Date: Feature Week of
July 25, 2004
DOES THE NAACP AND URBAN LEAGUE SPEAK FOR YOU?
Tens of thousands of upper middle-class black conventioneers gushed and preened when the Establishment’s two top presidential candidates appeared before their groups in pursuit of votes in the 2004 Elections. But, questions remain as to whether blacks will simply accept Democratic nominee John Kerry’s visits to the NAACP and Urban League conventions, and Republican President George W. Bush’s to the Urban League just to talk to us? Will either ever sit down and talk with us about what actually ails African Americans in this society?
The membership of both groups represents less than 1 percent of all African Americans, and is primarily populated by black middle-class people. The NAACP is viewed as a “grass roots” organization and the National Urban League as the corporate or “establishment” group. Both groups are viewed as the bane of the millions of blacks who will play a big part in the 2004 U.S. presidential elections, especially in 18 key battleground states that include: California, Florida, Ohio, Pennsylvania and Wisconsin. Of the 34.5 million blacks in America, 15 million are registered to vote - 9 million are unregistered. In 2000, blacks cast 10 percent of all votes - 10.5 million. Ninety percent of African Americans cast their ballots for Al Gore, totaling 18.9 percent of his voters. Only 51 percent of the nation voted in 2000. Among states were voter turnout was below 50 percent were the four states with the largest African American populations – California, Georgia, New York and Texas.
Asking for their votes, Kerry told the NAACP gathering: “We can provide a new direction for America if we remember that in all the great movements for civil rights and equal rights, the environment and economic justice for all, we have come together as one America to give life to our highest ideals.” And, he is putting forth bucks to get black ballots. His campaign has a $2 million ad program to encourage blacks to turn out to vote for him and tout his plans on jobs, health care and education. The TV ads will run in battleground states, major cities in other states and on black-oriented cable networks BET and TV1. The Uniworld Group, a 30-year-old black-owned advertising firm helped design and distribute the ads. Print ads have already started to run in black-oriented newspapers.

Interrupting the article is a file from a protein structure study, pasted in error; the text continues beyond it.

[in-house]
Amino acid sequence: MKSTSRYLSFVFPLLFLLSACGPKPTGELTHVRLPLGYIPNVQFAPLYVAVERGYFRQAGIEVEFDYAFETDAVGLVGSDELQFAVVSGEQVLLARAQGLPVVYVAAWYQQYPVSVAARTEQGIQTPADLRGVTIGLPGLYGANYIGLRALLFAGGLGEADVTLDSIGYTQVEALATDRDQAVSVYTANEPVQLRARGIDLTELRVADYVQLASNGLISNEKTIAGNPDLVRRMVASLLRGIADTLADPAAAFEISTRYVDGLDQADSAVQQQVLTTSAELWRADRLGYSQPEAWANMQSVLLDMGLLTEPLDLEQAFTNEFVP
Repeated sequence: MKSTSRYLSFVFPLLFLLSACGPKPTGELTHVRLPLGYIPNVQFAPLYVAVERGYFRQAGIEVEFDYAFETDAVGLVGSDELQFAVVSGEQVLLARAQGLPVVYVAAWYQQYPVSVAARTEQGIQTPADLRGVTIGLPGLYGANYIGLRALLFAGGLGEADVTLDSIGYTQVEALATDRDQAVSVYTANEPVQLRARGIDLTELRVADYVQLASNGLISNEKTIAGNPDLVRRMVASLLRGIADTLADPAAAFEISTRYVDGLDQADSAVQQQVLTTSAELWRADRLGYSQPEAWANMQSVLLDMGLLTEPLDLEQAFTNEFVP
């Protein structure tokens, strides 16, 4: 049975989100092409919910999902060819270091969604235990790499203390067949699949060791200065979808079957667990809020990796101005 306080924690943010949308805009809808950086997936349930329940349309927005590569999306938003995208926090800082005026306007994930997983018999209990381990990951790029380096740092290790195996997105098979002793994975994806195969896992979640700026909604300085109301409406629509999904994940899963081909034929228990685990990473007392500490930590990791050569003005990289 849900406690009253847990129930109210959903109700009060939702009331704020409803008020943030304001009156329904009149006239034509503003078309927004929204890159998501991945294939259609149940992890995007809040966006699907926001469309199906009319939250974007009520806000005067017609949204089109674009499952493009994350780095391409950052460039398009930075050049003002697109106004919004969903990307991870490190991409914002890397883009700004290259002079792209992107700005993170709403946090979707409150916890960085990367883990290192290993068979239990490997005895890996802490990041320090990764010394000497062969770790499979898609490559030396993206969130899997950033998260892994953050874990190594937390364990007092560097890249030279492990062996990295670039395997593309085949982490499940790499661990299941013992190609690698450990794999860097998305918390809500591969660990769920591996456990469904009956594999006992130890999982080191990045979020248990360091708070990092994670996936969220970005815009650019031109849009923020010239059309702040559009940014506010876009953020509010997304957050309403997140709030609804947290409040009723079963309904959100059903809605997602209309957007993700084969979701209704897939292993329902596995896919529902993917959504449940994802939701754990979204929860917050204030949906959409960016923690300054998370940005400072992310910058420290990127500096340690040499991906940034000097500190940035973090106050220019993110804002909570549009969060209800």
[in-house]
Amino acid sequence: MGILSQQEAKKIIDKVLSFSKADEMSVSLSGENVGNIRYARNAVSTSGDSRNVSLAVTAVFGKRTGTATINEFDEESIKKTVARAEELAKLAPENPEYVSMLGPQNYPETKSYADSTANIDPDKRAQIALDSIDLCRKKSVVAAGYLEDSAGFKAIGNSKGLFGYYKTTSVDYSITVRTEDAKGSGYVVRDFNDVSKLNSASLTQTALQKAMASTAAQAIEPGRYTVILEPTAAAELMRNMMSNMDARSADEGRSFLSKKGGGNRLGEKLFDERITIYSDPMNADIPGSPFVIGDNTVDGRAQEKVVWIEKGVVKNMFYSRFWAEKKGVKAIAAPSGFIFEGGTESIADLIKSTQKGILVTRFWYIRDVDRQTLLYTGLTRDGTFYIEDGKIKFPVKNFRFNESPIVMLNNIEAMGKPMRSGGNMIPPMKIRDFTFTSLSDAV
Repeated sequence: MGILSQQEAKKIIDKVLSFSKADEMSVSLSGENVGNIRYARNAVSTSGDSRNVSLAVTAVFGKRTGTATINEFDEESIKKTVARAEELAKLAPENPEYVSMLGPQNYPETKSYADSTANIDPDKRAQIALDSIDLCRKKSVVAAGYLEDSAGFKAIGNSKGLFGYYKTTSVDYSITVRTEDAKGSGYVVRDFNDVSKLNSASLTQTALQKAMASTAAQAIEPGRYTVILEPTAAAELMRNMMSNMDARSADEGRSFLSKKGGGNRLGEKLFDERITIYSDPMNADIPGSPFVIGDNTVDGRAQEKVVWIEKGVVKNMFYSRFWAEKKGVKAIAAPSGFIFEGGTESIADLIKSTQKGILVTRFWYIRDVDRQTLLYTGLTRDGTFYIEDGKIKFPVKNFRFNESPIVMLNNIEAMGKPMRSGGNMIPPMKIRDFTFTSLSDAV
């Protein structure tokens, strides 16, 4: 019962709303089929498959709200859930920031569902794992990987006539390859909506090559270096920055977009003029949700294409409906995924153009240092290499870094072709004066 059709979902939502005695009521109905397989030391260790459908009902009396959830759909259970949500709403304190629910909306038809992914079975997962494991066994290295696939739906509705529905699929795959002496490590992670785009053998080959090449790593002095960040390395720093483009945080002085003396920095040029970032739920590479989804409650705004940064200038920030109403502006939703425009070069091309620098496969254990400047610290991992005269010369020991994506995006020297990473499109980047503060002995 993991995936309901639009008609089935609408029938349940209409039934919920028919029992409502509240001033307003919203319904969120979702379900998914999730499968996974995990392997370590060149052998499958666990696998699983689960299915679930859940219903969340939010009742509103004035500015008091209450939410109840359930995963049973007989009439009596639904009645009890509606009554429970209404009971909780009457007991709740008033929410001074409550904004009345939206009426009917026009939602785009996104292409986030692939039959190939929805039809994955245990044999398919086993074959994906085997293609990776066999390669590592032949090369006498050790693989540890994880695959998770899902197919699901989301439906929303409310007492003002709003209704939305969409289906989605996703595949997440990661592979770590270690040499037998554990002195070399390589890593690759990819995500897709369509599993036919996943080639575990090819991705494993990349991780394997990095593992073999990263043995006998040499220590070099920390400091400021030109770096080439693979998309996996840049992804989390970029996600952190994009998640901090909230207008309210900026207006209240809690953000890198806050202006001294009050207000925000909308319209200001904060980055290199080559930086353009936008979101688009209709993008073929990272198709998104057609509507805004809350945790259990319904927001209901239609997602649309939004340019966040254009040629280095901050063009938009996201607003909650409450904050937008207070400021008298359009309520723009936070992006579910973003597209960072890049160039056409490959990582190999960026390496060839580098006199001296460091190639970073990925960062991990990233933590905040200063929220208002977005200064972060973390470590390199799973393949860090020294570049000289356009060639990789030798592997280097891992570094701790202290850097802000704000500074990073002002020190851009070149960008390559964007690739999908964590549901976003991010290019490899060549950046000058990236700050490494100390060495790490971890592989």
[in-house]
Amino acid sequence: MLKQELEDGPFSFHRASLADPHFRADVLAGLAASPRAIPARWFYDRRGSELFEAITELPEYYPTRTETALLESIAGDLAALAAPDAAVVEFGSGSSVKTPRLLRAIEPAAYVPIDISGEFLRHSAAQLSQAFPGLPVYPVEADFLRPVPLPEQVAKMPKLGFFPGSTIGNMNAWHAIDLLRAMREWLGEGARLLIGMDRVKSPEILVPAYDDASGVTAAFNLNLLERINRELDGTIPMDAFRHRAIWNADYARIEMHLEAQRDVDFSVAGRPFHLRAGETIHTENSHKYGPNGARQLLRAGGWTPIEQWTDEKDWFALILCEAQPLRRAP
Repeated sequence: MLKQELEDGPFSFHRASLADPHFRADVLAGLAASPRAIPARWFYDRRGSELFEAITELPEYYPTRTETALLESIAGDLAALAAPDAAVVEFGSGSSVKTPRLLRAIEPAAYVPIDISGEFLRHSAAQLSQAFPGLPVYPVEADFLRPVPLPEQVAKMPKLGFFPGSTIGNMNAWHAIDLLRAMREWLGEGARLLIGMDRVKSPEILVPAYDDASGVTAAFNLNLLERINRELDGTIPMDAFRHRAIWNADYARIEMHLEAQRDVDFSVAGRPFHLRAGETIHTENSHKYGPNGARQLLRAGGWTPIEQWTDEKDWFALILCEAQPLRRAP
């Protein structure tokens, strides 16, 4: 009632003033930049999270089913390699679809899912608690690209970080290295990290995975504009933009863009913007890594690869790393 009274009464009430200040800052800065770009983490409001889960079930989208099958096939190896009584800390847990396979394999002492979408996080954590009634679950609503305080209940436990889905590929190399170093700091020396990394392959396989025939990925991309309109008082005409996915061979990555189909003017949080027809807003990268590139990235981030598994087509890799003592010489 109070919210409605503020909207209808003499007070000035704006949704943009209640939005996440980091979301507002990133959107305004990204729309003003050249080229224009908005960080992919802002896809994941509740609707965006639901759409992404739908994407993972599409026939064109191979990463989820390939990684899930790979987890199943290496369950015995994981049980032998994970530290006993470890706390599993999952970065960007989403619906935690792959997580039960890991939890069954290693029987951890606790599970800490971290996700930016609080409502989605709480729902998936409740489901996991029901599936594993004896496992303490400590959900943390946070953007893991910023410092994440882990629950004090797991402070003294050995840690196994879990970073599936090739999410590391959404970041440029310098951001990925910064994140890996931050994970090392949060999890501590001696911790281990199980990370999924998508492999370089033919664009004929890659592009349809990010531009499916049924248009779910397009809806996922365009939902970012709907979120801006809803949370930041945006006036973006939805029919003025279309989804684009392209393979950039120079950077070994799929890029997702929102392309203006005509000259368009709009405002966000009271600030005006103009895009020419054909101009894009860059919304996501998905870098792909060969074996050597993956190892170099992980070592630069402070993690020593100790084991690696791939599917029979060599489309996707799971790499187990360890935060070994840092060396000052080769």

President Bush declined an invitation to speak to the NAACP’s gathering citing that its leaders have treated him “unfairly”. Formed by white liberal descendants of abolitionists appalled by violence committed against blacks in the 1908 Springfield, Illinois riots, the NAACP had a stellar record of fighting for equity and rights for people of color. Now, led by a former Democrat Congressman and Georgia State Senator, the image of the NAACP is that of an appendage of the Democratic Party. Bush’s beef should not be with the NAACP, but with the crafty political moves of NAACP Chair Julian Bond and President and CEO Kwesi Mfume.
In 2000, Mfume and Bond initiated a separate 501 (c) (4) organization, the NAACP National Voter Fund (NVF) to engage in issue advocacy, educate voters on candidates’ stands on civil rights, and increase voter turnout in African American communities through voter education and non-partisan registration and get-out-the-vote efforts. The NVF subsequently created Americans for Equality (AFE), a Section 527 political organization that was funded with $12 million by a Hollywood producer. It was the NVF that ran ads portraying Bush as unsympathetic to the dragging death of James Byrd in Texas.
In his Detroit speech to the Urban League, Bush invited blacks to ''take a look at my agenda'' of boosting small businesses, demanding high standards in public schools and defending ''the institutions of marriage and family.'' He proposed an initiative, in cooperation with the Urban League’s affiliate network, to expand business ownership among minorities by creating one-stop centers for business training, counseling, financing and contracting.
To improve on Bush’s 8 percent support among blacks in 2000, Republicans are wooing African-Americans in battleground states with new advertising campaigns, voter registration drives on college campuses, the appointment of a "steering committee" of 61 prominent black leaders to promote Mr. Bush's policies and a national tour with boxing promoter Don King and party officials. The campaign is airing ads on black radio stations in Philadelphia, Detroit, St. Louis, Kansas City, Mo., Cleveland and Toledo, Ohio and Milwaukee.
The Urban League, founded in 1910, is the nation's oldest and largest community-based movement empowering African Americans to enter economic and social mainstreams. From the beginning, the League has been interracial - the chairman of the board traditionally being white and the chief executive officer (overseeing day-to-day operations) being black. Headquartered in New York City, and led by the former Mayor of New Orleans; Marc H. Morial, nonprofit, nonpartisan Urban League affiliates operate in more than 100 cities in 34 states and the District of Columbia.
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